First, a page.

2. The awning assembly kit of claim 1, wherein the manual fastener grip (14) has a concavity that is substantially triangular-like in shape.

3. The awning assembly kit of claim 1, wherein the manual fastener grip (14) has a concavity that is substantially star-like in shape.

4. The awning assembly kit of claim 1, wherein said deployment arm (10) is about 41 inches in length.

5. The awning assembly kit of claim 1, wherein said manual fastener grip (14) has a diameter of about 2 9/16 inches.

6. The awning assembly kit of claim 1, wherein said manual fastener grip (14) has a height of about 1 ½.

7. A method of opening and securing an awning, comprising the steps of: securing a manual fastener grip (14) of a deployment arm (10) around an awning manually controllable fastener whereby said manual fastener grip (14) can rotate the manually controllable fastener; and fixing a stabilizer bracket (200) against a rafter slider support (300).

8. The method of claim 7, wherein said fixing step includes bolting said stabilizer bracket (200) via a bolt (236) therethrough and said bolt (236) extending through an awning lower support arm, said bolt (236) threadably engaged with a wing nut (240) that can be tightened against the awning lower support arm.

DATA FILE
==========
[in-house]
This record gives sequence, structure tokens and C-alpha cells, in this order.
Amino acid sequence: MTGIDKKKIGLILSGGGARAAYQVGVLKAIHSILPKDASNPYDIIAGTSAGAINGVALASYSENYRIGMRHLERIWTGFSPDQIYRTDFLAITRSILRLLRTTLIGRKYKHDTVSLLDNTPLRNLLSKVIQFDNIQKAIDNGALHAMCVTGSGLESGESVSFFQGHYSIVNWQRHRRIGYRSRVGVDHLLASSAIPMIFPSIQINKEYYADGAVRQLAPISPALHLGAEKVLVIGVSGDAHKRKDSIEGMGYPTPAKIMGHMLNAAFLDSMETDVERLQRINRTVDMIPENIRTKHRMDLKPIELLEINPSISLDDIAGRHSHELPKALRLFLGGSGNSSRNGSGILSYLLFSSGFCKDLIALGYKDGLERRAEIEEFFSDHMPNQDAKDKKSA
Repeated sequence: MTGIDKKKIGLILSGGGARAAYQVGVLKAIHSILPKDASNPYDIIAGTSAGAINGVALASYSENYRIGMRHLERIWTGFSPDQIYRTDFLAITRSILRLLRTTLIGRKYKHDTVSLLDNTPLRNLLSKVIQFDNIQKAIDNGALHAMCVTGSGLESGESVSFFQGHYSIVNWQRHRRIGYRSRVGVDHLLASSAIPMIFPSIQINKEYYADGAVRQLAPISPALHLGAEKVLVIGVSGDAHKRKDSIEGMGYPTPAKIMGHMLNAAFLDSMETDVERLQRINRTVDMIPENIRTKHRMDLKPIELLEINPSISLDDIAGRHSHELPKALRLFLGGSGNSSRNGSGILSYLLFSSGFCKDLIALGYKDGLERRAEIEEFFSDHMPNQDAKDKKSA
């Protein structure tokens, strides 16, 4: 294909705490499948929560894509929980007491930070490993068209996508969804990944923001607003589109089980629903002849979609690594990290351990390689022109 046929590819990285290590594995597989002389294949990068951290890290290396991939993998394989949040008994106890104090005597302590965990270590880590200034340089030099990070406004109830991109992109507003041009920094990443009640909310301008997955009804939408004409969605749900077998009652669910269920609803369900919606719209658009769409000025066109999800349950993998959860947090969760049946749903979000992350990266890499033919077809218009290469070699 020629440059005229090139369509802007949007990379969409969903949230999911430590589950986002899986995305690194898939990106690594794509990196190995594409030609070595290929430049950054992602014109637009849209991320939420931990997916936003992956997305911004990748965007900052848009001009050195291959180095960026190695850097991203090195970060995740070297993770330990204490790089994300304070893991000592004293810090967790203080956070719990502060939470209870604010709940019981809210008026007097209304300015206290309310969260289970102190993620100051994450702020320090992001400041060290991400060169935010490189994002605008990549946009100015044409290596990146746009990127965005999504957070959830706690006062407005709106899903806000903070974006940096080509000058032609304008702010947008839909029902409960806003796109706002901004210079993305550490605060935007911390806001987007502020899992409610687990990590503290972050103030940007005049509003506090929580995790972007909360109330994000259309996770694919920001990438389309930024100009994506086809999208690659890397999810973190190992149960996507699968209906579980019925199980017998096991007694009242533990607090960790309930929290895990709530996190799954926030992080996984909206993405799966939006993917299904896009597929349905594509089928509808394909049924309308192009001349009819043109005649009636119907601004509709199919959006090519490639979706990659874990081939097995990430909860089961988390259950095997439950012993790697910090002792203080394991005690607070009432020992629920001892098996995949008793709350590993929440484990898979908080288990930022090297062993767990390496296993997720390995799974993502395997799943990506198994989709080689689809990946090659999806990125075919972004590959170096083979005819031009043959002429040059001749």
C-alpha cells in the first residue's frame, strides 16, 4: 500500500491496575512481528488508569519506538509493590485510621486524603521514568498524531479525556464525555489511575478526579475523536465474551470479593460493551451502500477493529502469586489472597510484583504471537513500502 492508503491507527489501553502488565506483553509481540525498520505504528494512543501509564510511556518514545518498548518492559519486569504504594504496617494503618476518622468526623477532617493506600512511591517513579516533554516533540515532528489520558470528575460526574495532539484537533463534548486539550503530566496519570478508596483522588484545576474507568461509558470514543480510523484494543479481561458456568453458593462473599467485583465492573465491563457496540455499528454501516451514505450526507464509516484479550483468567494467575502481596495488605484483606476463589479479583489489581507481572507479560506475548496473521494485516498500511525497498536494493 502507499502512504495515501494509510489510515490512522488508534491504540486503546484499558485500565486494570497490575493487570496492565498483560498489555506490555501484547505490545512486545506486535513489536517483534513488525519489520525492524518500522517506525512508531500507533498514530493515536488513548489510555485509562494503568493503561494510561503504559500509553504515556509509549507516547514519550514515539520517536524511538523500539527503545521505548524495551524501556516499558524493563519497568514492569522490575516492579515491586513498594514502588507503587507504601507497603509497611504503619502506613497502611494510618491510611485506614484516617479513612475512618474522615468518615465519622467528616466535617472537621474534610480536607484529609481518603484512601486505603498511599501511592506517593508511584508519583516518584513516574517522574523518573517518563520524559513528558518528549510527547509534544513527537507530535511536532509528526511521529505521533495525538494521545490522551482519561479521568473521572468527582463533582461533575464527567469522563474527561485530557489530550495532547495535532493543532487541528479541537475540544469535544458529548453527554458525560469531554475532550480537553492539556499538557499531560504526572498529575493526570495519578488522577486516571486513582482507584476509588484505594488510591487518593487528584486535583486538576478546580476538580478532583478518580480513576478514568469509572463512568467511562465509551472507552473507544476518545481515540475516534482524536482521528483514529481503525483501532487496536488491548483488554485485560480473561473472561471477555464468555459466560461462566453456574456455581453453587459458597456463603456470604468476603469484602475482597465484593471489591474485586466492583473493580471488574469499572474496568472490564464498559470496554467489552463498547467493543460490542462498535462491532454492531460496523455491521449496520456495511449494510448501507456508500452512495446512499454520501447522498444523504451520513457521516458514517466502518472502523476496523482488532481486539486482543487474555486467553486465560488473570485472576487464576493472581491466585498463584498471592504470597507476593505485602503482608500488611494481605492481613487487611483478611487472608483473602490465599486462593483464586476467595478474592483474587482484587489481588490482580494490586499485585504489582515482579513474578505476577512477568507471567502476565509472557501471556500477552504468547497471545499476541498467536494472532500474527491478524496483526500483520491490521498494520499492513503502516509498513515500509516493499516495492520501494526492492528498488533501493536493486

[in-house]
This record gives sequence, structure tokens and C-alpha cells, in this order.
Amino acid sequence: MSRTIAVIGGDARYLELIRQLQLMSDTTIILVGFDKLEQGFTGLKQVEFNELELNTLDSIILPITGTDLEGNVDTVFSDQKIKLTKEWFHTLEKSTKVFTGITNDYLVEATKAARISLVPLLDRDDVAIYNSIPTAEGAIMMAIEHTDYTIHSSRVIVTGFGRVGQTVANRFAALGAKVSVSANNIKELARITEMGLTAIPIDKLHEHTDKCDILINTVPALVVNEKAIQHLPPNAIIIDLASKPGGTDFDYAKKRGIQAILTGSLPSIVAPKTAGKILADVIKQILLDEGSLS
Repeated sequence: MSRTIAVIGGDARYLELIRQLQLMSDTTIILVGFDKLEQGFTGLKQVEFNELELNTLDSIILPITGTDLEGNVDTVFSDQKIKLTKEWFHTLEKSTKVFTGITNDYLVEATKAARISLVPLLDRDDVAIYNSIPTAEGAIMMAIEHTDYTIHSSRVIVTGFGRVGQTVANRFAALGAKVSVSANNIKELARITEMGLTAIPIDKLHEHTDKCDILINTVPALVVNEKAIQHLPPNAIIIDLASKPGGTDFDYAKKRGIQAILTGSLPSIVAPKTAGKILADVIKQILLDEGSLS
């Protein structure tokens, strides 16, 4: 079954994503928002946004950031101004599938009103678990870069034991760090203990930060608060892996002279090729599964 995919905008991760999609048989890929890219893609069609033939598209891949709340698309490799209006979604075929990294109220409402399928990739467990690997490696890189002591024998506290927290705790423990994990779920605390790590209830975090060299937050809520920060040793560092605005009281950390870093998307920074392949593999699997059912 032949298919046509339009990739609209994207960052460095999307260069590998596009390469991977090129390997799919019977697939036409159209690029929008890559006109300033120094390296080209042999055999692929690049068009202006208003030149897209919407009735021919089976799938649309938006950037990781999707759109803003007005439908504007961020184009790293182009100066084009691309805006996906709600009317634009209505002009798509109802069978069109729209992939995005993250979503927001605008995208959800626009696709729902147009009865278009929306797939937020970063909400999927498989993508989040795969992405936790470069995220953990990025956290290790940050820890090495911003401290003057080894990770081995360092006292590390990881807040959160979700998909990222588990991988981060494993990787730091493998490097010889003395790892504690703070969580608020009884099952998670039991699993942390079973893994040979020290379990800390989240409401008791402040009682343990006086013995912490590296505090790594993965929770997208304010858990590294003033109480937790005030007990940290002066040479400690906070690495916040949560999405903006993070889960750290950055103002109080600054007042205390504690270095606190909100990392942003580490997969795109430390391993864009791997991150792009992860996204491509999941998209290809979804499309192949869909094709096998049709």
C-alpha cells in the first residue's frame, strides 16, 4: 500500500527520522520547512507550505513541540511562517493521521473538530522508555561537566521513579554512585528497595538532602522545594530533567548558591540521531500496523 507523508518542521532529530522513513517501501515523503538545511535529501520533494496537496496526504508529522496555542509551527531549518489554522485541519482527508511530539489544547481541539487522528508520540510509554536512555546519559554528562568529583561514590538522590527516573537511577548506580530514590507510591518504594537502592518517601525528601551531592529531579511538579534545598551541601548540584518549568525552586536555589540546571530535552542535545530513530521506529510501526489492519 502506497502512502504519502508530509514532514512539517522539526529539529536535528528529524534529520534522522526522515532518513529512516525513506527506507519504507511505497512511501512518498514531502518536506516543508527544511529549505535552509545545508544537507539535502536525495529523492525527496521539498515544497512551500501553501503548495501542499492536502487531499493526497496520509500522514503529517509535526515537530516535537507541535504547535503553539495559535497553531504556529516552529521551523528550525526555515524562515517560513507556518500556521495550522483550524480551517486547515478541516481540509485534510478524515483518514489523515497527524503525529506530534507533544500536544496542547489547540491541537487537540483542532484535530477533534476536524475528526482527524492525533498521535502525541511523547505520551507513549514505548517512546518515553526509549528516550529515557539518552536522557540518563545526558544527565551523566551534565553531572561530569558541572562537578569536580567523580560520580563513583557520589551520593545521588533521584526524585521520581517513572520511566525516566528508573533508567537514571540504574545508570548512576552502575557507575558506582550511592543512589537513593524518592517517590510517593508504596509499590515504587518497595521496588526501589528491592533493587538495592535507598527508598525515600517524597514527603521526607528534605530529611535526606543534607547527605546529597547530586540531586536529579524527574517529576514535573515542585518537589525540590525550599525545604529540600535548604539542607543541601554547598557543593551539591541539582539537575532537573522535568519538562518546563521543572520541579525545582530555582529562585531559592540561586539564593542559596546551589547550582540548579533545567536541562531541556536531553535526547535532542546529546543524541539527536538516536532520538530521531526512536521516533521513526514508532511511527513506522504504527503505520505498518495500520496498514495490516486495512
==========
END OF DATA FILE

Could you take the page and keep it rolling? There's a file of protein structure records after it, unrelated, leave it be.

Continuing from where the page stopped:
9. The method of claim 7, wherein said fixing step includes said stabilizer bracket (200) having a straight lock face (228) and a beveled lock face (232) that are both in contact with a rafter slider support (300).

10. An awning slider securing apparatus, comprising: a stabilizer bracket (200) having two opposed side faces (204), a top face (208) extending to a rear end (210) and a front end (211), a rear face (212) extending downwardly from said rear end (210), a bottom face (216) extending in the direction of said front end (211) and said bottom face (216) substantially parallel with said top face (208) terminating at an angled face (220), said angled face extending angularly toward said front end (211) to a first leg (225) of a U-shaped surface (224), the U-shaped surface has an opposed second leg (226) that is oriented substantially parallel with said first leg (225), said second leg (226) extending downwardly beyond said first leg (225) to a straight lock face (228), said straight lock face (228) extending forwardly to a beveled lock face (232), said beveled lock face (232) extending from said straight lock face (228) to a tip (209) of said front end (211), said stabilizer bracket (200) having a bolt aperture (244) extending substantially linearly through said stabilizer bracket (200) from said top face (208) to said bottom face (216), said bolt aperture (244) having an axis that is disposed substantially perpendicular with said top face (208).